The Anatomy of a WordPress Install

Through my work with Tidy Repo, I often get bogged down with the micro-details of WordPress development. Every once in a while, however, I like to take a step back and think about WordPress more fundamentally. Sometimes we jump into the abyss and skip an obvious, essential and fundamental question. What is a WordPress install?

For those new to WordPress, and even those that may not be, this can be a difficult question to answer. For me, this breaks down into three parts.

The Core of WordPress
The first is WordPress core. These are the immutable files that make WordPress tick. They set up the functionality, database schemas, initial configuration and everything you see and interact with in the admin panel. What are they actually? Just a collection of PHP, JS and CSS files. They are worked on by the WordPress core team, and new functionality is introduced through these files. When you open that downloaded ZIP file, any file not in the “wp-content” folder (with a couple of exceptions) belongs to this category. When you update WordPress, these are the files that are changed. Under no circumstances should you edit, change, delete or move these files. They are built specifically to be extended from, not tampered with.

Where the Data Goes
Scaling up from there, the next point is the WordPress database. This is where everything is stored. Some time ago, the creators of the web figured out that content, things like the content of posts, usernames, passwords, general site configuration options, and many other pieces of data shouldn’t be hardcoded into the code of web pages themselves. Instead, they should be placed into a giant database, which you can think of as an incredibly powerful spreadsheet. WordPress’ database of choice is MySQL, one of the most robust and reliable relational databases out there.

wpinstall-database 2

Don’t worry too much about what that means. All you really need to know is that the content and data from your site is all placed in there. When you first set up your WordPress site, you’ll be asked to insert your MySQL credentials (host server, username and password) which will be given to you by your web host. This allows WordPress to connect with the database and insert the right tables. And there are lots of tables. There is a table for storing all of the content of your actual posts, references to image files, custom field data, etc. There is a table for storing usernames, passwords, and custom options. There is a table for storing plugin configuration options, comments, everything. When you hear of a WordPress site being attacked, it is often the database which is the target. This is because that is where all of the sensitive bits of your site are kept, like your admin password.

If there is a text field, radio button, checkbox, or any other form element anywhere on your site, it’s value is stored in the database. Then, when that data needs to be used, it is pulled back into the site. When a user visits the site, the WordPress core files look through the database, find the right post’s content, then output it on the page. Some call this a weakness. Since everything (and I mean everything) for the site is stored in one place, the database is among the harder parts of your site to understand, and the hardest to work with. Migrating a site can be difficult because properties like site URL’s and global configuration options exist alongside post content. But that’s what we have.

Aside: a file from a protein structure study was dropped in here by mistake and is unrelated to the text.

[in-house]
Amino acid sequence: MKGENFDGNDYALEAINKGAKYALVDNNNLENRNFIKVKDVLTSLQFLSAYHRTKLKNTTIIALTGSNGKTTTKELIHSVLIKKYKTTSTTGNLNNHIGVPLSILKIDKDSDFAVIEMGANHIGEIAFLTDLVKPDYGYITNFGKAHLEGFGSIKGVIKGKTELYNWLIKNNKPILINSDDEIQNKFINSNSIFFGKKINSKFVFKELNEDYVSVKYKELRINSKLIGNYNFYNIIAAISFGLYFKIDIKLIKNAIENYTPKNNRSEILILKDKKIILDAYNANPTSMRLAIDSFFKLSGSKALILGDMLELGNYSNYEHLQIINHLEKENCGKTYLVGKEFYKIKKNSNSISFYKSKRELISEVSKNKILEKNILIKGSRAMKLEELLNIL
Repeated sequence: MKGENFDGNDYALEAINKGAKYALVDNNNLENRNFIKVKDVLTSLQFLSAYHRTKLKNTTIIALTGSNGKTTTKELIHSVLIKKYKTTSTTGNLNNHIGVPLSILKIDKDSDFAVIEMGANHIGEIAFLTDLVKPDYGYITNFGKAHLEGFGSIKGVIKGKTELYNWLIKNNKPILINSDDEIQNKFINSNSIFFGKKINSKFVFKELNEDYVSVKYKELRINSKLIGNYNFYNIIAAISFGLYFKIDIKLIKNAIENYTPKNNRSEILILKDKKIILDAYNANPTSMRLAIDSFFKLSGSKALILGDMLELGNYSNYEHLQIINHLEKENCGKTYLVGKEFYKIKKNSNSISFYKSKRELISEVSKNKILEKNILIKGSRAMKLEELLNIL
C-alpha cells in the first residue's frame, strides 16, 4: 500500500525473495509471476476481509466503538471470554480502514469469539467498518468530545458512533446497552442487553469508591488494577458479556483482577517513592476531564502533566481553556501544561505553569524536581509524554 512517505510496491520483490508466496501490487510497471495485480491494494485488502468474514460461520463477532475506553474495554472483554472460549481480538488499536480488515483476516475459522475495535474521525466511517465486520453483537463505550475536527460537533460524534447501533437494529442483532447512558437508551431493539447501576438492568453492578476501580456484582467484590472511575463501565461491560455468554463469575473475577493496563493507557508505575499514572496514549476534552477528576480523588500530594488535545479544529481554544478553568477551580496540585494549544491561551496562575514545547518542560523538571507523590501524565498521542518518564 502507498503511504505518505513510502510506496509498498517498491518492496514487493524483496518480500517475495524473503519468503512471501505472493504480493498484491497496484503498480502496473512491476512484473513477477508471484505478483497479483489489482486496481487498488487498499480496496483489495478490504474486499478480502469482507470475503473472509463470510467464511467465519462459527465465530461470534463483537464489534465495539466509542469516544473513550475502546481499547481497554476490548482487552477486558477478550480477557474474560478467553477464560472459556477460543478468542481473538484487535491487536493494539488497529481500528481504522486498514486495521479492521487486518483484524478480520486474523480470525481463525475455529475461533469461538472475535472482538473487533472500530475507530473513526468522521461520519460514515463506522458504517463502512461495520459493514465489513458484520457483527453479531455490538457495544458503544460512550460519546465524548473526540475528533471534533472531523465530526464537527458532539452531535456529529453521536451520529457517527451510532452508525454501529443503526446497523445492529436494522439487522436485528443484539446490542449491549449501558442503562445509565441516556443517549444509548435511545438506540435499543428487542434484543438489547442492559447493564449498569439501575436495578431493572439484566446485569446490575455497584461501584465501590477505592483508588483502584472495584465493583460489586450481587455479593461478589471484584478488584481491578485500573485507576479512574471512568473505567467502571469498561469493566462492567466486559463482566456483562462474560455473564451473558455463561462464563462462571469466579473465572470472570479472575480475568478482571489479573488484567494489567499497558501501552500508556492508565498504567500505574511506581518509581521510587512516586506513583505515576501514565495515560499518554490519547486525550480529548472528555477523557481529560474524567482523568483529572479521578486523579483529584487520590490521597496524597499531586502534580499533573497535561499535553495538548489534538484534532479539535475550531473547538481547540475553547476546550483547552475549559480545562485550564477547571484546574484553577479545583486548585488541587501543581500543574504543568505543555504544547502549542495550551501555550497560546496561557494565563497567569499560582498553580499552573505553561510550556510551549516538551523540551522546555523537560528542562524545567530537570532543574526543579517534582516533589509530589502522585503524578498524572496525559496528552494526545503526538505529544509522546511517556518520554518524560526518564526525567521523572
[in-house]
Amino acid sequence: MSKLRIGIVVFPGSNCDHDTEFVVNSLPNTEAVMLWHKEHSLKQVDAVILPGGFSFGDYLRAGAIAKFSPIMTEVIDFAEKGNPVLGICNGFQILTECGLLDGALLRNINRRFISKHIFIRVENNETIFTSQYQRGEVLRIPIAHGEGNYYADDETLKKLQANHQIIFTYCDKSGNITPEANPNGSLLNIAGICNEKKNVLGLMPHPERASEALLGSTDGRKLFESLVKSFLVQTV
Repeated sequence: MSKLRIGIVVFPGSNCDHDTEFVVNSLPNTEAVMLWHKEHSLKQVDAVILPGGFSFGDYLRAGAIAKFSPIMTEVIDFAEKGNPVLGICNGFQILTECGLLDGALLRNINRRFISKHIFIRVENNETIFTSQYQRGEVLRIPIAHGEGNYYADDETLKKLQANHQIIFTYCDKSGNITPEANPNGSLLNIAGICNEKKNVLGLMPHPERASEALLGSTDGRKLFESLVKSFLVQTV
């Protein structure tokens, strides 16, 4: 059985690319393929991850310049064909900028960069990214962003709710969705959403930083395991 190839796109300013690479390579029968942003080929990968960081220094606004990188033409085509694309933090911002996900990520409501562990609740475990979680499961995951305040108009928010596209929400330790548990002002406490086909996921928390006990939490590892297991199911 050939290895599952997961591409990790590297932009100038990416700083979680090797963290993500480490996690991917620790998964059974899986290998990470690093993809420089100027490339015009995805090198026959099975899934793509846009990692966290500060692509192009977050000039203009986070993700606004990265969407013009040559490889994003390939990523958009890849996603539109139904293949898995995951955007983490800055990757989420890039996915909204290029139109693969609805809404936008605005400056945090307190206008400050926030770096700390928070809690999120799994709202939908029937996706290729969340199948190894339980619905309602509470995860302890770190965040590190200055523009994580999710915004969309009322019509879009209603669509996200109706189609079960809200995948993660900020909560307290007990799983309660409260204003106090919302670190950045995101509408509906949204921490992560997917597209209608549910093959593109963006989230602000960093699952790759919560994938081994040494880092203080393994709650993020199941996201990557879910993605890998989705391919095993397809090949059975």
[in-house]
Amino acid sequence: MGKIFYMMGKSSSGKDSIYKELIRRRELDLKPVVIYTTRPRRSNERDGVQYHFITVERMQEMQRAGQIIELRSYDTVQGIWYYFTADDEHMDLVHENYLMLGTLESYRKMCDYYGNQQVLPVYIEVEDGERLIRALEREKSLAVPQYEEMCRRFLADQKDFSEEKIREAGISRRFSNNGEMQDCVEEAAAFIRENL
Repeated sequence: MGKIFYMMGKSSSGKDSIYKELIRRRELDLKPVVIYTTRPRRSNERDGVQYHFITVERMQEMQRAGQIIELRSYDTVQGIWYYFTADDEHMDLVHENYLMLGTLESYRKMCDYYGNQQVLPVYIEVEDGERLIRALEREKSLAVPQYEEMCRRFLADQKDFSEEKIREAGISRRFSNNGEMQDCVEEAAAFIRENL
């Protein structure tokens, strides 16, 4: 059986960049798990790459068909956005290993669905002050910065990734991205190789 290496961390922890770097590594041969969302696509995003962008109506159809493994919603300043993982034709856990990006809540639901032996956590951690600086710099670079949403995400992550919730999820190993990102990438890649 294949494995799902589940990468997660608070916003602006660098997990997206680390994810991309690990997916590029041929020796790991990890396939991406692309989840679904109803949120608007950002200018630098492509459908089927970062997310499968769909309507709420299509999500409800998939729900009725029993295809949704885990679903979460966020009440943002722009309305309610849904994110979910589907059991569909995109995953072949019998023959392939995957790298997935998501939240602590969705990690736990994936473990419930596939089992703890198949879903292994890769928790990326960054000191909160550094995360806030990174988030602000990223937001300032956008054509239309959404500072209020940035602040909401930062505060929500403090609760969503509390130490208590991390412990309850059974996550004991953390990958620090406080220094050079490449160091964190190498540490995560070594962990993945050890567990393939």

WP-Content: The Personal Touch
When you open the zip file from, there is one folder that will be entirely yours to customize and change, “wp-content.” Wp-content is where your plugin files, theme files, and site uploads are stored. Basically, everything that makes your site yours. Like WordPress core files, these are actual PHP, HTML, CSS and JS files, but unlike the core, it is up to you to add and edit them.


For instance when you click “Add New” in the admin panel under themes or plugins, you are downloading a file to this directory. If a plugin needs to store files locally (like a cache plugin) this is the directory they will land in. And if you want to make changes to your theme, you will have to edit files in “wp-content/themes/”.

Why keep these files in the same place? By decoupling the customizable files from the immovable ones, WordPress can introduce a certain level of security, consistency and backwards compatibility. It also makes it easy for you, the WordPress user, to keep tabs on the changes made to your site. And when you need to make a backup of your site, all you really have to do is backup the “wp-content” directory and your database, and you’re all set.

WordPress: A Symphony of Parts
WordPress’ various moving parts are kept isolated from one another, but cannot operate without each other. When a user visits your site, they are seeing the look and functionality you built yourself using files in the wp-content directory, which is pulling data and content from the MySQL database and connecting it to the page using WordPress core files. As you move through your WordPress site, this kind of exchange will always be happening. It’s what makes WordPress so powerful, but also a little daunting at the beginning. Seeing how they link up will open new possibilities, and give you the comfort to move around your site and make changes without fearing the consequences. After all, the web, and by extension WordPress, is built by those that wish to pick it apart. Why not join us?

About the Author Jay Hoffmann is a front-end and WordPress developer based in NYC working on the strange and magical web. He works as a developer at Sesame Workshop, and is an open source and side project enthusiast working with WordPress since about 2006. In 2013, he launched Tidy Repo, a curated WordPress plugin review site, and writes a weekly column as Plugin Specialist at Torque Magazine. You can find him @jay_hoffmann More by this Author